Second thing is the driving on the left. Its the reverse for me of course, but when driving in the US wilderness areas I've found I'm very much at risk of pulling away from a quick stop onto the wrong side of the road. This when I am in maximum "awe" mode and the mind has drifted away from driving and onto the scenery, when there's bugger all else around, especially on gravel roads or narrow tarmac roads with no road markings. Its not the junctions etc that get me, when there's other traffic around I'm fine, its the remote areas with no visual cues that can be a problem. We have a DOC campsite at the end our road, and every year we watch 3 or 4 tourist vehicles casually cruising up the hill and past our place... on the right. And that's only the ones we see. Having done it myself I know how easy it is...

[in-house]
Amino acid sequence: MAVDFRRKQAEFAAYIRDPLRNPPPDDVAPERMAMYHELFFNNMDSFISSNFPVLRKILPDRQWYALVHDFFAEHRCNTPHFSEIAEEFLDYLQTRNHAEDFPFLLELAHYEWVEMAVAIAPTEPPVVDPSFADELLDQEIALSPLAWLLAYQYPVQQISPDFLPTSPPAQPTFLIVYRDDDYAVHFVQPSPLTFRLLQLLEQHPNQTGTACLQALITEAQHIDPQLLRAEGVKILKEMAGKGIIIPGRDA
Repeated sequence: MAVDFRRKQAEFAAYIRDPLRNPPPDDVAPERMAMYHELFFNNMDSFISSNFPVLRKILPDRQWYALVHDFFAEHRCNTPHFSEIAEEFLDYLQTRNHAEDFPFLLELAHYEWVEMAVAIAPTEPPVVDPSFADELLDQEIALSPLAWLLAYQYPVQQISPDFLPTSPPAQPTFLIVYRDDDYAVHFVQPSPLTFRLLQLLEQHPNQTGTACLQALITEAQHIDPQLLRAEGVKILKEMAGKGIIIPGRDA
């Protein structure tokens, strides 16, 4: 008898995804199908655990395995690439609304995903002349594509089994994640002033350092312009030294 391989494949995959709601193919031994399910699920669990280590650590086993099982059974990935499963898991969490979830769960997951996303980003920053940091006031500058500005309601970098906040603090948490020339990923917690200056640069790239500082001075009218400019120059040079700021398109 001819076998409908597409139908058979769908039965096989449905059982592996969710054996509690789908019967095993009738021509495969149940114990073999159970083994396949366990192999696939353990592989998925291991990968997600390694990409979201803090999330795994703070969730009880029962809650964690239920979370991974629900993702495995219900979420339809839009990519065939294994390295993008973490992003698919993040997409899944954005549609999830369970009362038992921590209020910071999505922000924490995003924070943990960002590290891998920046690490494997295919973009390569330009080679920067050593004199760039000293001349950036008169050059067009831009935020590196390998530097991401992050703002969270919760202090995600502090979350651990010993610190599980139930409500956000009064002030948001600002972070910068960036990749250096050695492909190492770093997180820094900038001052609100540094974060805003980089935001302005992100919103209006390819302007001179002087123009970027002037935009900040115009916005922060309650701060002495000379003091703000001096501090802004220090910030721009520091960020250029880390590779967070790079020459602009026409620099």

(I did this in Colorado once, neither me nor the South African I was travelling with noticed what I'd done until a F250 came towards us in the distance, slowed up and carefully parked across both lanes... we had an entertaining conversation with the fair minded driver, who ended up giving us the advice on locations that turned that trip from good to bloody fantastic...)

    Also of course here in NZ we have hundreds of roundabouts, whereas you have hardly any. This is where many a tourist comes unstuck by dithering and getting rear ended, or failing to give way and getting t-boned. Roundabouts, especially the 2 lane ones, caused my back country Colorado cuzzies some problems at first.

    You'll be used to the lack of water in some the environments you hunt in the US, on the tops in the tussock or on the rock, good water can be very hard to come by. A bit counterintuitive that, for such a wet environment, but if you're in a windy dry spell it disappears very quick. Has caught out many an unprepared bloke. Definitely a case of use it and fill up whenever you come across it.